The Daily Mail has reported that the UK racing industry has been dealt another ‘hammer blow’ after the government has refused to review the duties and timetable of the Betting levy.
The newspaper cited a letter from DCMS sports minister Nigel Huddleston, who claims that he has ‘made it clear’ that a review of levy terms will not form any part of the government’s planned reform of the 2005 Gambling Act.
Having carried out an assessment of COVID damages to UK racing, the British Horseracing Authority (BHA) had requested that DCMS undertake an early review of levy duties by bookmakers as part of its pending review.
DCMS initially replied that it would ‘re-evaluate the timetable for reviewing the betting levy’, a decision which was welcomed by outgoing BHA chief executive Nick Rust.
Currently, UK bookmakers pay a 10% levy on profits which is used to support the racing industry. However, the BHA – backed by UK’s racecourses – have called for betting operators to pay the levy based on turnover.
The BHA had issued its demand as a key measure of its ‘COVID-19 Recovery Plan’ which was published last August alongside The Horsemen’s Group and Racecourse Association (RCA).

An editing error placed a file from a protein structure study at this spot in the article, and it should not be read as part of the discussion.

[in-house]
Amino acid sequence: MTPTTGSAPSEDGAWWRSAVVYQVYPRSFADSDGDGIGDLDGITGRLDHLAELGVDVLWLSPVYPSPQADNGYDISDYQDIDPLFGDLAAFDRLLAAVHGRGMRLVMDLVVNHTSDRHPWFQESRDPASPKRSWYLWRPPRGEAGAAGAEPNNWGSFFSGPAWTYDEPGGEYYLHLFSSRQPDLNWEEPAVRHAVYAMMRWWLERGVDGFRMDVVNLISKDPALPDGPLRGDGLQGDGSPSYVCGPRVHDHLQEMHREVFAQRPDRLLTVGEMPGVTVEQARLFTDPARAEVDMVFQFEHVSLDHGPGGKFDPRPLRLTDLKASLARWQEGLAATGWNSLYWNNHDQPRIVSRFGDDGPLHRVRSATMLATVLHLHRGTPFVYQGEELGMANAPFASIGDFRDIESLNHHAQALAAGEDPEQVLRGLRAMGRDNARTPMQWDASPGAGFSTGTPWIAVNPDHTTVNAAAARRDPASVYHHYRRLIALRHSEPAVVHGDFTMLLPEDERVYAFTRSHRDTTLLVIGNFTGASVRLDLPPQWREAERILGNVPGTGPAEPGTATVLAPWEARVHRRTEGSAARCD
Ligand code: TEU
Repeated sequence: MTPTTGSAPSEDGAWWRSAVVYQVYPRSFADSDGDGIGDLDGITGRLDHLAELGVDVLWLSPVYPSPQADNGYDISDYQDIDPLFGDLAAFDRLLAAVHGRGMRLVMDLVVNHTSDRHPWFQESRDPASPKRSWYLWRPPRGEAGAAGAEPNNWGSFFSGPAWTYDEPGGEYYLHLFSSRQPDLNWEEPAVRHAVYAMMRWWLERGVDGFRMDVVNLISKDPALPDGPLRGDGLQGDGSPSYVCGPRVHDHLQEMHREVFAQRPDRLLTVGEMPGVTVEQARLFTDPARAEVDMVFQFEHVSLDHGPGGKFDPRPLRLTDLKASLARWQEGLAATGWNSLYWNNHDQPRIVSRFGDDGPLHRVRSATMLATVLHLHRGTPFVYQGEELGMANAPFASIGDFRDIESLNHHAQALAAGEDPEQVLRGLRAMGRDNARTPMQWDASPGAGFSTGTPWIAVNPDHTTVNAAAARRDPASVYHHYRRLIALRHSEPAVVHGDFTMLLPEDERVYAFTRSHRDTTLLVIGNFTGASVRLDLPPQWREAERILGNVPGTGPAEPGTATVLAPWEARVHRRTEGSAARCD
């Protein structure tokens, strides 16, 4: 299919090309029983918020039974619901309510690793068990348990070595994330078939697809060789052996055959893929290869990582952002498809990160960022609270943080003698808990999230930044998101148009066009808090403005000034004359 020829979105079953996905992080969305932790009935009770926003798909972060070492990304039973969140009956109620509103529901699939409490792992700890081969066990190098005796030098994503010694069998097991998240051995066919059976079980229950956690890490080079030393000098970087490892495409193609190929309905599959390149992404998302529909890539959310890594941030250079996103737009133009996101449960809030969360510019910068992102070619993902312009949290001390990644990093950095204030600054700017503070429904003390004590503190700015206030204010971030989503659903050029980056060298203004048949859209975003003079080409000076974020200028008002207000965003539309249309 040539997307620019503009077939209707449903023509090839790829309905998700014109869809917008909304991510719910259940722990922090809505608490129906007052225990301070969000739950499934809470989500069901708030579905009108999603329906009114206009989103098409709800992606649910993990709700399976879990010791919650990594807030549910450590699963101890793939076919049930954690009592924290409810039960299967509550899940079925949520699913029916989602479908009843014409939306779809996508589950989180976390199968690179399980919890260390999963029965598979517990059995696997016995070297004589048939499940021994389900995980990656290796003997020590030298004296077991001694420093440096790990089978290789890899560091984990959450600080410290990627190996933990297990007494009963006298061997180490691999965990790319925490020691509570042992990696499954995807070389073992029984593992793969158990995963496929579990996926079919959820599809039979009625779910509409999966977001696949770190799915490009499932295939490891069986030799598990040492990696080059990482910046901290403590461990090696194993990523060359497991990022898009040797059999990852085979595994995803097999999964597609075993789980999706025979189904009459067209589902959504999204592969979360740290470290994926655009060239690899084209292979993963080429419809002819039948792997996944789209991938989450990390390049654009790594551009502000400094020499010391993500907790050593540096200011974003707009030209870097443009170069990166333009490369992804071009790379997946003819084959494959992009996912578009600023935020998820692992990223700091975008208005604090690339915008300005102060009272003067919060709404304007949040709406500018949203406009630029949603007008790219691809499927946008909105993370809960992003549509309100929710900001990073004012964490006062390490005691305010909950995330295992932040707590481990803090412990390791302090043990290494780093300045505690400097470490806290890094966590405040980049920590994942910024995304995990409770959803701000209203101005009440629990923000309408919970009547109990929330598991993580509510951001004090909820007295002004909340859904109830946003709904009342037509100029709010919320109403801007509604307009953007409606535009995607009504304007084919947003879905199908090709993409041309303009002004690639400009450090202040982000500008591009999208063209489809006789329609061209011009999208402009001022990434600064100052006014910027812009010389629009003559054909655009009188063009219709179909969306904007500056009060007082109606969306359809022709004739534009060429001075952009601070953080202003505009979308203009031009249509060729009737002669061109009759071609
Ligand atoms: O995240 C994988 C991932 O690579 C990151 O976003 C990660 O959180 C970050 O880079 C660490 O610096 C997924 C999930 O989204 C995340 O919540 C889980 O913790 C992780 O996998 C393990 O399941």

Racing stakeholders had projected that a further winter lockdown would result in losses of approximately £300 million for the sport, with key resources such as racetracks, stables, animal welfare and workforce requiring immediate economic assistance.
As reported by The Daily Mail, Nigel Huddleston has written to BHA Chair Annamarie Phelps, clarifying the DCMS offer to review the Levy this year – and stating that the department’s intentions only focused on ‘bringing forward the timetable for the review of the levy due in 2024’.
DCMS is reported to have declined the BHA’s order as levy reforms had generated yields of £97 million during the 2019/2020 season, generating racing more income than anticipated.
Furthermore, despite accounting for Covid impacts, the 2020/2021 levy yield is forecast to be at around £80 million, with betting contributions remaining strong despite racing during the year.
“We have considered your requests very carefully, but the evidence suggests that the 2017 reforms do not need to be revisited at this point,” Huddleston’s letter read.
“The levy performed very well against expectations last year and is forecast to hold up well this year in spite of two months without racing. Levy yield in 2019/20 was £97m, higher than the upper estimate of £92m, and the forecast for 2020/21 is £80m, with racing being able to resume a month earlier than originally expected.”